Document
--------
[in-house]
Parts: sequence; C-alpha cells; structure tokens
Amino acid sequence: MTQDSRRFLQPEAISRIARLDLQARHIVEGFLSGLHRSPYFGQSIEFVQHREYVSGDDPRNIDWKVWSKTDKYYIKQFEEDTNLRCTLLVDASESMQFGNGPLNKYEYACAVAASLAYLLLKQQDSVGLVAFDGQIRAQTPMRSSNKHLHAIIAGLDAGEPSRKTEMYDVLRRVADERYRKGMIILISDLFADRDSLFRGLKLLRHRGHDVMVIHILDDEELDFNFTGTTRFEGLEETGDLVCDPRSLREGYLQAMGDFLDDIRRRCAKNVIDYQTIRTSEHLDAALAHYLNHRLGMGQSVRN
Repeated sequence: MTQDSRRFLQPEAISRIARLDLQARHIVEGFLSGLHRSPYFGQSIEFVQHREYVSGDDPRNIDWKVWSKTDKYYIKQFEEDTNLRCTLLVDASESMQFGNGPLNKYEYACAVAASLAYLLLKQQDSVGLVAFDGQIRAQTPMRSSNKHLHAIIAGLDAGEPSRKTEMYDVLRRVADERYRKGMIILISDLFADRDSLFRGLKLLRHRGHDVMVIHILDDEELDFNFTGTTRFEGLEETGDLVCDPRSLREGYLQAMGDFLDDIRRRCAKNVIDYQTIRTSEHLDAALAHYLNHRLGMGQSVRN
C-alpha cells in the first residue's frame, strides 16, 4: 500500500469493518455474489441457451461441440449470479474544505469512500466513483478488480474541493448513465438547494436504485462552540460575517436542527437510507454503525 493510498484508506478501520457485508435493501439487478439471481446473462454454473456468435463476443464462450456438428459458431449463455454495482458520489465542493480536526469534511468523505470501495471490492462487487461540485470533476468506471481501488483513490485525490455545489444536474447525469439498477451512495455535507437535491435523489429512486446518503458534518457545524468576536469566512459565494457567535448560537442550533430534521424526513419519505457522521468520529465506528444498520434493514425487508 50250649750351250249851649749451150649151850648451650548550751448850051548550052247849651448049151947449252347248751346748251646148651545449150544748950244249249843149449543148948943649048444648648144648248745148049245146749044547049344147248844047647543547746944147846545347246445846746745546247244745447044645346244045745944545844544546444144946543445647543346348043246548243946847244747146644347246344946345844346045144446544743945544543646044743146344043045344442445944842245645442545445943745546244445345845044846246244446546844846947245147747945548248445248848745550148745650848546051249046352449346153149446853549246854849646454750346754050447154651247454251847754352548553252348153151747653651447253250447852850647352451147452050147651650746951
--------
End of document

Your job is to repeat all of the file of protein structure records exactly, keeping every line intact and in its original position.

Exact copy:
[in-house]
Parts: sequence; C-alpha cells; structure tokens
Amino acid sequence: MTQDSRRFLQPEAISRIARLDLQARHIVEGFLSGLHRSPYFGQSIEFVQHREYVSGDDPRNIDWKVWSKTDKYYIKQFEEDTNLRCTLLVDASESMQFGNGPLNKYEYACAVAASLAYLLLKQQDSVGLVAFDGQIRAQTPMRSSNKHLHAIIAGLDAGEPSRKTEMYDVLRRVADERYRKGMIILISDLFADRDSLFRGLKLLRHRGHDVMVIHILDDEELDFNFTGTTRFEGLEETGDLVCDPRSLREGYLQAMGDFLDDIRRRCAKNVIDYQTIRTSEHLDAALAHYLNHRLGMGQSVRN
Repeated sequence: MTQDSRRFLQPEAISRIARLDLQARHIVEGFLSGLHRSPYFGQSIEFVQHREYVSGDDPRNIDWKVWSKTDKYYIKQFEEDTNLRCTLLVDASESMQFGNGPLNKYEYACAVAASLAYLLLKQQDSVGLVAFDGQIRAQTPMRSSNKHLHAIIAGLDAGEPSRKTEMYDVLRRVADERYRKGMIILISDLFADRDSLFRGLKLLRHRGHDVMVIHILDDEELDFNFTGTTRFEGLEETGDLVCDPRSLREGYLQAMGDFLDDIRRRCAKNVIDYQTIRTSEHLDAALAHYLNHRLGMGQSVRN
C-alpha cells in the first residue's frame, strides 16, 4: 500500500469493518455474489441457451461441440449470479474544505469512500466513483478488480474541493448513465438547494436504485462552540460575517436542527437510507454503525 493510498484508506478501520457485508435493501439487478439471481446473462454454473456468435463476443464462450456438428459458431449463455454495482458520489465542493480536526469534511468523505470501495471490492462487487461540485470533476468506471481501488483513490485525490455545489444536474447525469439498477451512495455535507437535491435523489429512486446518503458534518457545524468576536469566512459565494457567535448560537442550533430534521424526513419519505457522521468520529465506528444498520434493514425487508 50250649750351250249851649749451150649151850648451650548550751448850051548550052247849651448049151947449252347248751346748251646148651545449150544748950244249249843149449543148948943649048444648648144648248745148049245146749044547049344147248844047647543547746944147846545347246445846746745546247244745447044645346244045745944545844544546444144946543445647543346348043246548243946847244747146644347246344946345844346045144446544743945544543646044743146344043045344442445944842245645442545445943745546244445345845044846246244446546844846947245147747945548248445248848745550148745650848546051249046352449346153149446853549246854849646454750346754050447154651247454251847754352548553252348153151747653651447253250447852850647352451147452050147651650746951